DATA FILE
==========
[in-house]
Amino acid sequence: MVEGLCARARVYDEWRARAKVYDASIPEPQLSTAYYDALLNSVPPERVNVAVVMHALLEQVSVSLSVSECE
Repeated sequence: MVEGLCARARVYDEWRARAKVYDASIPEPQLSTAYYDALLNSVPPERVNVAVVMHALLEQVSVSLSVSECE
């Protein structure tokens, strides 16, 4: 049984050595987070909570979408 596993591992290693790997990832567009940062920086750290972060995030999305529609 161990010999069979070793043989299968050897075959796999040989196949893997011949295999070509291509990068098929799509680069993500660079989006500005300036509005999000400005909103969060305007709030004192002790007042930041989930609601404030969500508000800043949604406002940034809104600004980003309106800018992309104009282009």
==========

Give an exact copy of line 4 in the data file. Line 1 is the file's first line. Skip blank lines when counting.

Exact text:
């Protein structure tokens, strides 16, 4: 049984050595987070909570979408 596993591992290693790997990832567009940062920086750290972060995030999305529609 161990010999069979070793043989299968050897075959796999040989196949893997011949295999070509291509990068098929799509680069993500660079989006500005300036509005999000400005909103969060305007709030004192002790007042930041989930609601404030969500508000800043949604406002940034809104600004980003309106800018992309104009282009």